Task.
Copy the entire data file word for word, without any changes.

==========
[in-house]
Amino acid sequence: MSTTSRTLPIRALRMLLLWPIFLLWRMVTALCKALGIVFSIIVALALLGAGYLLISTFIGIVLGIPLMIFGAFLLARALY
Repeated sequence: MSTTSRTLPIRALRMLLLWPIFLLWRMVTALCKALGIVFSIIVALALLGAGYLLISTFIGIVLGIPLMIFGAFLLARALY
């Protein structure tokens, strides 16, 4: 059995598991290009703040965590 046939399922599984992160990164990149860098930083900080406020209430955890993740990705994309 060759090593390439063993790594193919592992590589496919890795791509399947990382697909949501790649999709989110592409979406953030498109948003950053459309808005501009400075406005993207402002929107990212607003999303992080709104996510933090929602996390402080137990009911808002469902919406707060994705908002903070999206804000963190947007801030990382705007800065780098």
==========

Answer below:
[in-house]
Amino acid sequence: MSTTSRTLPIRALRMLLLWPIFLLWRMVTALCKALGIVFSIIVALALLGAGYLLISTFIGIVLGIPLMIFGAFLLARALY
Repeated sequence: MSTTSRTLPIRALRMLLLWPIFLLWRMVTALCKALGIVFSIIVALALLGAGYLLISTFIGIVLGIPLMIFGAFLLARALY
């Protein structure tokens, strides 16, 4: 059995598991290009703040965590 046939399922599984992160990164990149860098930083900080406020209430955890993740990705994309 060759090593390439063993790594193919592992590589496919890795791509399947990382697909949501790649999709989110592409979406953030498109948003950053459309808005501009400075406005993207402002929107990212607003999303992080709104996510933090929602996390402080137990009911808002469902919406707060994705908002903070999206804000963190947007801030990382705007800065780098």